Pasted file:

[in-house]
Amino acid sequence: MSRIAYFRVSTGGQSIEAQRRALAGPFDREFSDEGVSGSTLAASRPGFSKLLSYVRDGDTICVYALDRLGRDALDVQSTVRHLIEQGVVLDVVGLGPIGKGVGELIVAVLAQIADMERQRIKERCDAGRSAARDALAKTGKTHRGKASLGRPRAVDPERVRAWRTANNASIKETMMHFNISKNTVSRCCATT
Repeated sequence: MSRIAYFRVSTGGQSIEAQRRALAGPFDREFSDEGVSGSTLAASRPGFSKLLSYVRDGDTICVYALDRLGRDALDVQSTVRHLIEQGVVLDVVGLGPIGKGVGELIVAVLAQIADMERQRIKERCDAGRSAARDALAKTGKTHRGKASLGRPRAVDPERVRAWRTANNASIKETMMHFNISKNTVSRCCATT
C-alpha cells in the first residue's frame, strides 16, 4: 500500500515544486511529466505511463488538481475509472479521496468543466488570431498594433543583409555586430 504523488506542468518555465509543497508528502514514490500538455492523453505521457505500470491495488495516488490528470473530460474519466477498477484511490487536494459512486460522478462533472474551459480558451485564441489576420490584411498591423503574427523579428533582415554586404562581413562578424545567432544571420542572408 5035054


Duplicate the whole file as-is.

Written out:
[in-house]
Amino acid sequence: MSRIAYFRVSTGGQSIEAQRRALAGPFDREFSDEGVSGSTLAASRPGFSKLLSYVRDGDTICVYALDRLGRDALDVQSTVRHLIEQGVVLDVVGLGPIGKGVGELIVAVLAQIADMERQRIKERCDAGRSAARDALAKTGKTHRGKASLGRPRAVDPERVRAWRTANNASIKETMMHFNISKNTVSRCCATT
Repeated sequence: MSRIAYFRVSTGGQSIEAQRRALAGPFDREFSDEGVSGSTLAASRPGFSKLLSYVRDGDTICVYALDRLGRDALDVQSTVRHLIEQGVVLDVVGLGPIGKGVGELIVAVLAQIADMERQRIKERCDAGRSAARDALAKTGKTHRGKASLGRPRAVDPERVRAWRTANNASIKETMMHFNISKNTVSRCCATT
C-alpha cells in the first residue's frame, strides 16, 4: 500500500515544486511529466505511463488538481475509472479521496468543466488570431498594433543583409555586430 504523488506542468518555465509543497508528502514514490500538455492523453505521457505500470491495488495516488490528470473530460474519466477498477484511490487536494459512486460522478462533472474551459480558451485564441489576420490584411498591423503574427523579428533582415554586404562581413562578424545567432544571420542572408 5035054